Outgoing Coastal Carolina baseball coach rips NIL system: 'Professional sports would go in the toilet'


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The Coastal Carolina Chanticleers’ baseball season came to an end on Sunday with a 6-5 loss to the High Point Panthers in the Clemson Regional of the NCAA Tournament. 

It also marked the end of a legendary career for head coach Gary Gilmore. He had been at Coastal Carolina since 1996, taking the job after six years with USC Aiken. He had 1,116 wins with the Chanticleers.

As he talked to reporters for potentially the final time, Gilmore took a parting shot at the system behind name, image and likeness (NIL) and how it’s been used in NCAA.

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Coastal Carolina Chanticleers head coach Gary Gilmore, left, and Arizona Wildcats head coach Jay Johnson shake hands before the College World Series championship series game at TD Ameritrade Park in Omaha, Nebraska, on June 30, 2016. (Bruce Thorson-USA Today Sports)

“If you had a system (in professional sports) where everyone was a free agent every year, do you realize what chaos it would be? (The leagues) would go away,” Gilmore said. “You wouldn’t have those sports. If you did, in baseball it would be the Yankees, the Red Sox, the Dodgers, Texas, and the rest of the teams couldn’t compete. They could spend however much money they need to do it. That’s what’s going on right now. It’s not a level playing field. …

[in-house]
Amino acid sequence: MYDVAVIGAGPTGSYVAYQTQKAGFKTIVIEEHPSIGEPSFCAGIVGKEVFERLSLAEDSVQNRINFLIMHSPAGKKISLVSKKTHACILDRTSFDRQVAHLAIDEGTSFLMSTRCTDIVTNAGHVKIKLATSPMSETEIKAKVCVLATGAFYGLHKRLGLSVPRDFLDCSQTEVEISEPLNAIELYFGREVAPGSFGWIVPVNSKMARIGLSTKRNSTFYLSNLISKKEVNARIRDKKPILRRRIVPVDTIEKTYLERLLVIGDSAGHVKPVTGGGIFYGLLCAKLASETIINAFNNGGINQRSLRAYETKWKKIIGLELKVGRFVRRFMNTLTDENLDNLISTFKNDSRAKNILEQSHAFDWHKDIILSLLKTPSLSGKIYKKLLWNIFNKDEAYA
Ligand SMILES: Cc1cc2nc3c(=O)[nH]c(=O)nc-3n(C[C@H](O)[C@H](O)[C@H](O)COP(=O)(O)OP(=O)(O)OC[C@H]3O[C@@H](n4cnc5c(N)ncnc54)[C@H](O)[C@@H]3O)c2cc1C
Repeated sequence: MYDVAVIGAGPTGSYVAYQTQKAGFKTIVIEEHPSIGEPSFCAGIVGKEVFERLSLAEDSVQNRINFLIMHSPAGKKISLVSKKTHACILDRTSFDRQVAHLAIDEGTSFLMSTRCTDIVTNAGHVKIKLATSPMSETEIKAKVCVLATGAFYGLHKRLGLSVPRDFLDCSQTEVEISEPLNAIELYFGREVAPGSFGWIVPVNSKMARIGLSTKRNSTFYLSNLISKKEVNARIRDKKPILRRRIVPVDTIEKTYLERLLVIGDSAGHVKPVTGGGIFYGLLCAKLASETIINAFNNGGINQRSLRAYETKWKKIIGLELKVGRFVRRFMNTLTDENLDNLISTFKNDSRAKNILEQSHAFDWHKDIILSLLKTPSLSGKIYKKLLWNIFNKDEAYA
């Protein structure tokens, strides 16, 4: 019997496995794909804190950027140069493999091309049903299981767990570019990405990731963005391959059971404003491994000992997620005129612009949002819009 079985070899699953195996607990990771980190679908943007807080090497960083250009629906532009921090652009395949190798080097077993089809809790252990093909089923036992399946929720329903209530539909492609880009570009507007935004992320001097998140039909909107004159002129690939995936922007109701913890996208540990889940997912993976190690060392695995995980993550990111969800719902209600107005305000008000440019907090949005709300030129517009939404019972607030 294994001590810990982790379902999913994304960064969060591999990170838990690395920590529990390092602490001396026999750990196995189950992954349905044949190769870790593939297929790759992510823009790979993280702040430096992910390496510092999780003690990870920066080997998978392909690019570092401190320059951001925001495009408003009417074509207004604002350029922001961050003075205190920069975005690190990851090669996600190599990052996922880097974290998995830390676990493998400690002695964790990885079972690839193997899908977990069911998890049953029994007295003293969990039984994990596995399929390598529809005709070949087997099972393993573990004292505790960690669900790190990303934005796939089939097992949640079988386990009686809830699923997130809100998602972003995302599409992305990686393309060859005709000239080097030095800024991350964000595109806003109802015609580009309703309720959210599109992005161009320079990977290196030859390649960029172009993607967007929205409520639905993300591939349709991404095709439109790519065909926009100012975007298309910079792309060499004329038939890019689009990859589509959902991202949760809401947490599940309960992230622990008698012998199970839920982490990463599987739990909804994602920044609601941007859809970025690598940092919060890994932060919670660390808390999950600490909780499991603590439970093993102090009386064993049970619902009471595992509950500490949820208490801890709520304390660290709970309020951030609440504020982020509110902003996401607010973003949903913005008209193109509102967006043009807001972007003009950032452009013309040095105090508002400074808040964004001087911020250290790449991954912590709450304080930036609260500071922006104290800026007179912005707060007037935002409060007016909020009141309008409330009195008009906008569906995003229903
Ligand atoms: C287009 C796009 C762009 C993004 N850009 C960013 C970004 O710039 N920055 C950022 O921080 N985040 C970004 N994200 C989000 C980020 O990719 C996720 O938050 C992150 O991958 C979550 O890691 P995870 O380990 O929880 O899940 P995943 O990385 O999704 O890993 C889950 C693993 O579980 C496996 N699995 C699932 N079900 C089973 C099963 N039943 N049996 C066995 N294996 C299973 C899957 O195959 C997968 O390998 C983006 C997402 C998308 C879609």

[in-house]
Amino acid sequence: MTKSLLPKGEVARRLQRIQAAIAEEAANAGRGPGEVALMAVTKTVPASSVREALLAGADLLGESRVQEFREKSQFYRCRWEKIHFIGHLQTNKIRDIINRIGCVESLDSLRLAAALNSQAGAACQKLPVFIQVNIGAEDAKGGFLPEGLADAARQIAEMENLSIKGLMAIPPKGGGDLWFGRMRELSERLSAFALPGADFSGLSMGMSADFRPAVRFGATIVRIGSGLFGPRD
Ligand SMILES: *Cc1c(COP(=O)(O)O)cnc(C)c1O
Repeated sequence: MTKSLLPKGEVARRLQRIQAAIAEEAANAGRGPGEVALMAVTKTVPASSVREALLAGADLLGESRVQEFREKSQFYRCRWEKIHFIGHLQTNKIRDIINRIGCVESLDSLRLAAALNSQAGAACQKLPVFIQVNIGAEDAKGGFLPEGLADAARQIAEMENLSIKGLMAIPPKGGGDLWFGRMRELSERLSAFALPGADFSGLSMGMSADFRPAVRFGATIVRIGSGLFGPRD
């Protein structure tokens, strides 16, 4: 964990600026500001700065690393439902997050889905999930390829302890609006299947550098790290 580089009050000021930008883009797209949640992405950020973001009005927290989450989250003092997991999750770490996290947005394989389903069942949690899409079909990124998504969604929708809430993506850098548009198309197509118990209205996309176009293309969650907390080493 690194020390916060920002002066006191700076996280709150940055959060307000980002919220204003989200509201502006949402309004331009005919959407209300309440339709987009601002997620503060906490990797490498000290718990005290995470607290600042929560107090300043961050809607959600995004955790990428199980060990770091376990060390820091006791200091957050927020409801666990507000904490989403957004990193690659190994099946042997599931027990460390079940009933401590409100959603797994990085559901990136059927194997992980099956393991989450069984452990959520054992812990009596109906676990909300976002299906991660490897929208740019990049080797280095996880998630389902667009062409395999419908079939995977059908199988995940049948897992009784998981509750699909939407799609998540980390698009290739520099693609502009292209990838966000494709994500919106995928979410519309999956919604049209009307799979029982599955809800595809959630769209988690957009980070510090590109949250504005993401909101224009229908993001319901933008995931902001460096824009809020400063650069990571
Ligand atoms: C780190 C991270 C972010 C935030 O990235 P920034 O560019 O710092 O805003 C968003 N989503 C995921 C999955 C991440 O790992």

“As much as I’m going to miss the kids, dealing with that mess… The fact that there are teams in college baseball giving $2 million of NIL money away. I mean come on, man. A real system would be they get a little bit of money and they put money in trusts so you don’t have the horror stories you see in the NFL and different places…

“There has to be a better way because, like I said, professional sports would go in the toilet if we use this system.”

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Coastal Carolina Chanticleers head coach Gary Gilmore discusses a call during the Florida Gators game in the College World Series at TD Ameritrade Park in Omaha on June 19, 2016. (Steven Branscombe-USA Today Sports)

Last month, the NCAA agreed to allow its Power Five conferences (ACC, Big 12, Big Ten, Pac-12 and SEC) to pay its players directly. The revenue-sharing plan would allow each school to share up to around $20 million per year with athletes. 

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The Power Five conferences all voted to accept the general terms of the agreement with the NCAA. 

“In the first year of the settlement, each school can share 22% of the average Power Five school’s revenues, which is currently projected to be significantly more than $20 million per school, per year,” the law firm Hagens Berman and Winston & Strawn LLP said in a statement. “These new payments and benefits come in addition to scholarships, third-party NIL payments, health care and other benefits that college athletes already receive, and schools can choose to make the new payments and benefits to athletes playing any Division I sport.”

As college revenues rise each year, benefits and payments to athletes will also grow, according to the settlement. 

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Cameron Flukey of the Coastal Carolina Chanticleers talks to head coach Gary Gilmore at David F. Couch Ballpark on April 9, 2024, in Winston-Salem, North Carolina. (Isaiah Vazquez/Getty Images)

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“Over the 10-year settlement period, attorneys estimate that the total value of new payments and benefits that may be shared with college athletes will exceed $20 billion, making it one of the largest antitrust class-action settlements in history,” the statement said. 

Fox News’ Scott Thompson contributed to this report.

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